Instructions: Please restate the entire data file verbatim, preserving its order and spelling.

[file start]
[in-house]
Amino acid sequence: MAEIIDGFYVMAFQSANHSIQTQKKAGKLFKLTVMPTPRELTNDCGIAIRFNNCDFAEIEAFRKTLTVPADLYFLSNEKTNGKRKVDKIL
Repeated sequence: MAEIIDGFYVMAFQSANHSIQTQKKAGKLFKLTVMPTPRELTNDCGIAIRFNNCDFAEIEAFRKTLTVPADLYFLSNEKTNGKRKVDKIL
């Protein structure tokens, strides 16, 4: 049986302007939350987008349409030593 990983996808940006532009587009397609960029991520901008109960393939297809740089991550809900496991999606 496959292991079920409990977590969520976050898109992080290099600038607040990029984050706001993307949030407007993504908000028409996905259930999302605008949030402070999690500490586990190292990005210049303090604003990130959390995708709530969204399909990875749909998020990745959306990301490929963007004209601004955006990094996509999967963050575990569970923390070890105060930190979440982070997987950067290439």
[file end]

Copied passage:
[in-house]
Amino acid sequence: MAEIIDGFYVMAFQSANHSIQTQKKAGKLFKLTVMPTPRELTNDCGIAIRFNNCDFAEIEAFRKTLTVPADLYFLSNEKTNGKRKVDKIL
Repeated sequence: MAEIIDGFYVMAFQSANHSIQTQKKAGKLFKLTVMPTPRELTNDCGIAIRFNNCDFAEIEAFRKTLTVPADLYFLSNEKTNGKRKVDKIL
């Protein structure tokens, strides 16, 4: 049986302007939350987008349409030593 990983996808940006532009587009397609960029991520901008109960393939297809740089991550809900496991999606 496959292991079920409990977590969520976050898109992080290099600038607040990029984050706001993307949030407007993504908000028409996905259930999302605008949030402070999690500490586990190292990005210049303090604003990130959390995708709530969204399909990875749909998020990745959306990301490929963007004209601004955006990094996509999967963050575990569970923390070890105060930190979440982070997987950067290439």